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April 11 (Reuters) – The Kremlin said on Tuesday that Wall Street Journal reporter Evan Gershkovich had “violated Russian law” and been caught “red-handed,” one day after the U.S. State Department officially designated him as having been “wrongfully detained.”
Russia’s federal security service arrested Gershkovich last month on espionage charges widely decried as bogus by the White House, other Western countries, the Wall Street Journal, dozens of media organizations and human rights groups.
The United States’ determination that he was “wrongfully detained” means it believes he was targeted primarily because he is an American citizen, and its transfer of the case from the State Department to the office of the Special Envoy for Hostage Affairs raises the issue’s political profile.
“We’re making it real clear that it’s totally illegal what’s happening and we declared it, so — changes the dynamic,” U.S. President Joe Biden told reporters.
Gershkovich’s family said later they had spoken with Biden.
“We are encouraged that the State Department has officially designated Evan as wrongfully detained. We appreciate President Biden’s call to us today, assuring us that the U.S. government is doing everything in its power to bring him home as quickly as possible,” the family said in a statement.
Asked about the State Department’s move, Kremlin spokesman Dmitry Peskov repeated Russia’s position that Gershkovich broke the law.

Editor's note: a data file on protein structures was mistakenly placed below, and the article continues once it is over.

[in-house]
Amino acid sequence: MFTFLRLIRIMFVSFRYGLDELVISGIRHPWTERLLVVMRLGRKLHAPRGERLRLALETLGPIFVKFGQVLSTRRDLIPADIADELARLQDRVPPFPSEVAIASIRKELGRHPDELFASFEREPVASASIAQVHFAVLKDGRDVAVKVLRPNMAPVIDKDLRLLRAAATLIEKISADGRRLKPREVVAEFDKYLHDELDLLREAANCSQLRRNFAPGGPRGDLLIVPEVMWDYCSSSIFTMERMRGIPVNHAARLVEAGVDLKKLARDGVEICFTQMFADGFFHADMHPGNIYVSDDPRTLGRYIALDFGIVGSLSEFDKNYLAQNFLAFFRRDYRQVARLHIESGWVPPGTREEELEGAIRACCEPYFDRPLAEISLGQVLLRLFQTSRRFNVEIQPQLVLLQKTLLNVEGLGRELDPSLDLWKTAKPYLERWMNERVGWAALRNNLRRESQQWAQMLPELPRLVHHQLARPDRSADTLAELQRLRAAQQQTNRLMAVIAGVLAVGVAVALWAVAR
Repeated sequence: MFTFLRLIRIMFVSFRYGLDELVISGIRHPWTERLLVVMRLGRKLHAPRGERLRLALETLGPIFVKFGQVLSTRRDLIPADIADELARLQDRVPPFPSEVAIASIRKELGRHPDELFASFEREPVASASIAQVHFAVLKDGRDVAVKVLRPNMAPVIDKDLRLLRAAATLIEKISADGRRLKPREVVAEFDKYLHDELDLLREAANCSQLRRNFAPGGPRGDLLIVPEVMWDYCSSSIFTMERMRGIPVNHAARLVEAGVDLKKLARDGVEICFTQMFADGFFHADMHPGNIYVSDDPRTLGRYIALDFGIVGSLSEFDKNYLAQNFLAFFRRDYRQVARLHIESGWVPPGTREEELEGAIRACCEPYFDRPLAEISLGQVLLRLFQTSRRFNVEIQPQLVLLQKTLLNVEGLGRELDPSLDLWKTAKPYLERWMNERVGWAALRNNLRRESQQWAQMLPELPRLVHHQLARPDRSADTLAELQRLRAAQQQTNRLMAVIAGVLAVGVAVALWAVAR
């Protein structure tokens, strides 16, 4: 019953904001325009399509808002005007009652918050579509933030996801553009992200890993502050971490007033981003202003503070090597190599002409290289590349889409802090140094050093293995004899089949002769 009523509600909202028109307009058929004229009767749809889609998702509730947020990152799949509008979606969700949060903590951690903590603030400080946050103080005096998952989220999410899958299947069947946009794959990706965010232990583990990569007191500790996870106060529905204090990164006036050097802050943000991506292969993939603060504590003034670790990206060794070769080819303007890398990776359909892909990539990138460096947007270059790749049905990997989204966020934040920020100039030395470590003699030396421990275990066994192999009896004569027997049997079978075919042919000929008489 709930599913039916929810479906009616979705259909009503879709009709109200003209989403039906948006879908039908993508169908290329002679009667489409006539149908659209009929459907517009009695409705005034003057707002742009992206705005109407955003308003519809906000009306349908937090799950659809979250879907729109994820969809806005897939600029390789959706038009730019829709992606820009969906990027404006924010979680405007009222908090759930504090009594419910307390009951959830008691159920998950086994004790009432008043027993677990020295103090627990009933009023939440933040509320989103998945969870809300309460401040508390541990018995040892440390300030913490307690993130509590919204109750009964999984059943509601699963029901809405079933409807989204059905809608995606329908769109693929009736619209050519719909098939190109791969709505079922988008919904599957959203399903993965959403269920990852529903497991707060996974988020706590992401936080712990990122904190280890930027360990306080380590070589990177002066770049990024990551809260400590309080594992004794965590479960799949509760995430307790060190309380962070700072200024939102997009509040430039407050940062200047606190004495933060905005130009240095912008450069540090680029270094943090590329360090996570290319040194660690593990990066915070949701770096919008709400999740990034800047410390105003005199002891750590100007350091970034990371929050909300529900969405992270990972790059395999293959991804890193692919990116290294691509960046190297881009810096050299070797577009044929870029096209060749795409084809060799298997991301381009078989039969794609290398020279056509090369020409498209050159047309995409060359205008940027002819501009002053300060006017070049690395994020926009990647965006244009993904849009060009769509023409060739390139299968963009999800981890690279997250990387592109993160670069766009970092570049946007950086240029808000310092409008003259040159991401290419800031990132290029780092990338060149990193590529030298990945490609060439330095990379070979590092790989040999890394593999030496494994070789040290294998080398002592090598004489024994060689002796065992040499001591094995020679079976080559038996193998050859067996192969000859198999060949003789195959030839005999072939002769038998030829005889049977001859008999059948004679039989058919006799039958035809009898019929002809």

He said Gershkovich had “been caught red-handed and violated the laws of the Russian Federation,” before adding: “This is what he’s suspected of, but of course, the court will make a decision.”
More than 99% of criminal cases in Russia end in a conviction and the country has long been criticized by rights monitors for a lack of judicial independence.
Russia has presented no evidence to support the case against Gershkovich, which is proceeding in secret because Russia says the case materials are confidential.
Next week, a court will hear an appeal from Gershkovich’s legal team against an order that he be held in pre-trial detention at Moscow’s Lefortovo prison until May 29.
Another detainee, Paul Whelan, was allowed to speak to his parents on Monday for the first time in 12 days and was aware of Gershkovich’s case, his brother David said.
Whelan, a former Marine who has been held in Russia since 2018, was not included when the United States secured the release of basketball star Brittney Griner in exchange for arms dealer Viktor Bout in December.
“Paul’s fear of being left behind a third time was apparently palpable in his conversation with our parents yesterday,” David Whelan said in a statement. “It would be an unconscionable betrayal.”